Effective Organisations Get the Grants

Effective Organisations Get the Grants

Effective Organisations Get the Grants

Should charities that are struggling be given the grants because they need them the most, or should grants be given to organisations that are already running efficiently and effectively?

You may have a different view depending on where your charity is at. Whether you agree or not, the old adage applies to grant funders: no-one is going to throw good money after bad. It is organisations that are already effective that get the grants.

What are grant funders looking for from the organisations they fund?

Take The Esmee Fairbairn Foundation as an example. Esmee Fairbairn is one of the biggest funders in the UK. They have a total of over 900 active grants at any one time. They give away around £37M to 300 organisations a year. They are keen to learn from every grant they distribute. Not only are they interested in the achievement of outcomes by the grantee, they are equally interested in how well the grant funding process itself works. They are a learning organisation. They learn by having open and honest conversations with the organisations they fund, as well as internally with their own staff. They want to know how well they are doing as a funder and what they can do to improve. They have recently published theirfirst report analysing their own performance.

One of the things they have learned is that they need to be more selective in choosing which organisations to fund. They want to fund organisations that are in the best position to benefit from the funding. As the Learning Insights report says,

‘Our application assessment process is demanding and if we see an organisation is struggling, we are less likely to give them a grant.’

A key question they therefore ask is, ‘How effective is the grantee organisation?’

They look at the organisation’s governance and staff, processes and approaches, sustainability and exit strategies. Then they give it a score on a four-point scale:

  • Excellent
  • Good
  • Improvement Needed
  • Poor

The definitions below are taken from Appendix: A framework for making effectiveness judgements, in their recent Learning Report.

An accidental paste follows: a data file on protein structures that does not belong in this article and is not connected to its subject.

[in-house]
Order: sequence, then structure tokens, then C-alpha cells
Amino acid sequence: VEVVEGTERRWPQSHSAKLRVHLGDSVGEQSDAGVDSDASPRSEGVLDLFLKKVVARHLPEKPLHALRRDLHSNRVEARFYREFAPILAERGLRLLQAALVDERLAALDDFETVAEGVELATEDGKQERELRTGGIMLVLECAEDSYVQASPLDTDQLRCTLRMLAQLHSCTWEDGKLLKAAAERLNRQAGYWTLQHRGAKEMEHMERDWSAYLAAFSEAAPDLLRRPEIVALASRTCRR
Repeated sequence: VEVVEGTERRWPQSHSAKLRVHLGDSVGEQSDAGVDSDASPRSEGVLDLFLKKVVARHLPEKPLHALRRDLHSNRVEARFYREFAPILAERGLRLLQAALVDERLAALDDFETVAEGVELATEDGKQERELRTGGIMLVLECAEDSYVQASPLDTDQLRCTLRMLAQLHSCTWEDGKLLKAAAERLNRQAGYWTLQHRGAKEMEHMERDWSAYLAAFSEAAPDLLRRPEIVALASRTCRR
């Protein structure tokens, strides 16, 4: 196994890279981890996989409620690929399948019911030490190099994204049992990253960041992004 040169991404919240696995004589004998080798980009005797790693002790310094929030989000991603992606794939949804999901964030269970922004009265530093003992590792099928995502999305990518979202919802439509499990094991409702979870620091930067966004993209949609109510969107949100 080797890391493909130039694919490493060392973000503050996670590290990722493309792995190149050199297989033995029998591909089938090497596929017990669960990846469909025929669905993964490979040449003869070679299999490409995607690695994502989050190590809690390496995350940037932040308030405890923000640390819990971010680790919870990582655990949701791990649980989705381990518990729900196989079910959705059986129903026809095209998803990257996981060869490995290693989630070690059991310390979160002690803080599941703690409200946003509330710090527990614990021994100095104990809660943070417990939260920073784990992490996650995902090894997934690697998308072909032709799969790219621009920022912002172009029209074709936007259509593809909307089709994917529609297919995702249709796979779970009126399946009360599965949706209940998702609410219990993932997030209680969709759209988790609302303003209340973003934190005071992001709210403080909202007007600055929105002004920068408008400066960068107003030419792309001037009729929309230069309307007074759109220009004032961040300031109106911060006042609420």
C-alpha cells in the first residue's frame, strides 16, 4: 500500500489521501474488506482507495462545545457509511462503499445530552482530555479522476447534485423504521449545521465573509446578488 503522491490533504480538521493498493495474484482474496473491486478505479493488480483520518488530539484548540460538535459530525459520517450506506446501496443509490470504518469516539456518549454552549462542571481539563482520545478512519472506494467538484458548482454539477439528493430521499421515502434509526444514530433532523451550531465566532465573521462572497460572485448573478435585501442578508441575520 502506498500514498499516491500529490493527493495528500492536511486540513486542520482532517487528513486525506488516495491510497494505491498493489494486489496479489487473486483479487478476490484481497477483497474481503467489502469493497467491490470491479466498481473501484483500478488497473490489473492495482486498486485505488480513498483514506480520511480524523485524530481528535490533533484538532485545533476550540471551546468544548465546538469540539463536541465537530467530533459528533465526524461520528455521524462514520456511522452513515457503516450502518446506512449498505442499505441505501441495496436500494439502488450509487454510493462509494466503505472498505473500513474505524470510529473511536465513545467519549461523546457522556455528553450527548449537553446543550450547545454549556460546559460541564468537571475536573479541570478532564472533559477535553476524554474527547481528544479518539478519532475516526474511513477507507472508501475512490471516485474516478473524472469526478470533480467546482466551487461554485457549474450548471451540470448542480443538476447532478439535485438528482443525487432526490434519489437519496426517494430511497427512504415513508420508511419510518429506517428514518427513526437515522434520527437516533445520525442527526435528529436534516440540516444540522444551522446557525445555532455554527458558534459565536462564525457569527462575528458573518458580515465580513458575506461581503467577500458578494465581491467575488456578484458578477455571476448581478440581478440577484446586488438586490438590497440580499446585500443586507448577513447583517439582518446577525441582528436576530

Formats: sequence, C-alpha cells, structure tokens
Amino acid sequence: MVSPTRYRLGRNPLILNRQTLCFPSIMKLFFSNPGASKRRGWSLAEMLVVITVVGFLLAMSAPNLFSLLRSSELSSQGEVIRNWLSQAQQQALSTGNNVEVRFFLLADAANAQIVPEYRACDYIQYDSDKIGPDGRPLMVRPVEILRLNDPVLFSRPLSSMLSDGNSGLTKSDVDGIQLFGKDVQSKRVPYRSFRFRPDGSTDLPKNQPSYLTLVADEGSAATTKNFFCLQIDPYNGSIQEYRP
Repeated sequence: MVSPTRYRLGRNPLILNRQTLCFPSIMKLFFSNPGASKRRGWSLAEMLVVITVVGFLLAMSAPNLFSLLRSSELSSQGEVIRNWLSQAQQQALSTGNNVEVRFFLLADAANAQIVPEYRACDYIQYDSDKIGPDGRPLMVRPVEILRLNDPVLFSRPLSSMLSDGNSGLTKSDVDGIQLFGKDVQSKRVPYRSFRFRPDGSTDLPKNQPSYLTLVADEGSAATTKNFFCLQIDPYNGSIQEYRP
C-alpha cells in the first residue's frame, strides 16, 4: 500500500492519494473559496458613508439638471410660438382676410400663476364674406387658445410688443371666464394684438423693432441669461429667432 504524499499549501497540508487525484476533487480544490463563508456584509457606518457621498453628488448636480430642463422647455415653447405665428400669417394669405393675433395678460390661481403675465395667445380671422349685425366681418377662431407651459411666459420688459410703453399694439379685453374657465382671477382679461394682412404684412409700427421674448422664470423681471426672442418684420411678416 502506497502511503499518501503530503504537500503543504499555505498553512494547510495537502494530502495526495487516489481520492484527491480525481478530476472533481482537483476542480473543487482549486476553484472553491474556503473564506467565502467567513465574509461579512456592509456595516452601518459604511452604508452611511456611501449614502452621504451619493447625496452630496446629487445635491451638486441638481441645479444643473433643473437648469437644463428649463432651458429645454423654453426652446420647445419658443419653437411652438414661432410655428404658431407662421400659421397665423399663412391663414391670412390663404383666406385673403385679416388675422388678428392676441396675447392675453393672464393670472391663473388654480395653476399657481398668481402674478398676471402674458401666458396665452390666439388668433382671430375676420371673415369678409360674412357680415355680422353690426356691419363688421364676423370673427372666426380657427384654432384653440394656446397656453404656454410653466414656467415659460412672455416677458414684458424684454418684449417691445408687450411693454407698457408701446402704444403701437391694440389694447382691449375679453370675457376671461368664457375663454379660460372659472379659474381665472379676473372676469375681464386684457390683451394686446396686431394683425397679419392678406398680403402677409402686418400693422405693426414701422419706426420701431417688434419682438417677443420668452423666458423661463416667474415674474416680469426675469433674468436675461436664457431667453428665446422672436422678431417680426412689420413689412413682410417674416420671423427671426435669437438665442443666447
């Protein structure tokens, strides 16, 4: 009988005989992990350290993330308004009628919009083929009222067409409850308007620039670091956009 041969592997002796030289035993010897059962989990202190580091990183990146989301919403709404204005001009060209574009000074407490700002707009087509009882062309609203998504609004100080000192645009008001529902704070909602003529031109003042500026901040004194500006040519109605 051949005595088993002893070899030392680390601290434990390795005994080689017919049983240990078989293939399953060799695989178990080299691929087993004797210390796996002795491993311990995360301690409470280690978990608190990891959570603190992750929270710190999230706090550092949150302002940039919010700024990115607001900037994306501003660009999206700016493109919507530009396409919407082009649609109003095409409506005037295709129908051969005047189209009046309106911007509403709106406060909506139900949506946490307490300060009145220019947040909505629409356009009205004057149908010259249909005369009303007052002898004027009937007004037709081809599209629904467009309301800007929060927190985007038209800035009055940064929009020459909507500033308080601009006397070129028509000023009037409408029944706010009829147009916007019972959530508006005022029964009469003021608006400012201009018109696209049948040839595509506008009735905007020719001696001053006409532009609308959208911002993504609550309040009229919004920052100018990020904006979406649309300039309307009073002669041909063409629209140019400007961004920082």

Excellent:

The organisation has a strong team. Its work is ‘best in class’.

Its model might have been replicated, or influenced others’ work, or is changing policy at local or national level.

It is well supported by an appropriate mix of funding or is self-sustaining through revenue. Strong reserves.


Good:
The organisation is making improvements. The operational team appear to be efficient.

The quality of its work is good though perhaps not outstanding nor innovative.

It has an adequate funding plan and reserves.


Improvement Needed:
The organisation is vulnerable to staff changes and its operational team (and board) shows struggle.

The quality of its work lacks consistency. It may be routine or not very receptive to change.

It has no clear exit or sustainability plan. Its funding plan is not strong and the organisation has low reserves.


Poor:
The board does not appear engaged or involved. The organisation may be losing its staff.

It is unable to effectively demonstrate the impact of its work and has not used funding to build resilience.

It has not approached other funders and has minimal reserves.


How do we become an effective charity?

Esmee Fairbairn is not the only funder that wants to ensure that the funding they distribute is given to effective organisations. It applies to all funders. The research that has been undertaken and the criteria they have developed can help you become a more effective charity that will appeal to all funders.
Clearly, charities who can demonstrate that they meet the ‘Excellent’ or ‘Good’ criteria will stand the best chance of funding. The charities that meet the ‘Improvements Needed’ or ‘Poor’ categories stand very little, if any, chance of funding.

Becoming an effective organisation is something your board needs to tackle. The board could take The Esmee Fairbairn Foundation criteria and assess your organisation against it. Where you match the criteria in the ‘Excellent’ and ‘Good’ categories, document the evidence to prove it. Where you match the criteria in the ‘Improvements Needed’ and ‘Poor’ categories, document the barriers and solutions. Then develop an action plan to move your organisation into the ‘Excellent’ category. Doing this will help you move towards becoming an effective organisation. And being an effective organisation will put your organisation in the best possible position to attract grant funding.


Top Tip: If you are thinking of applying to The Esmee Fairbairn Foundation, it is worth reading the full report.


For further advice and support regarding bid writing, project planning or any of the other topics covered in this article, get in touch.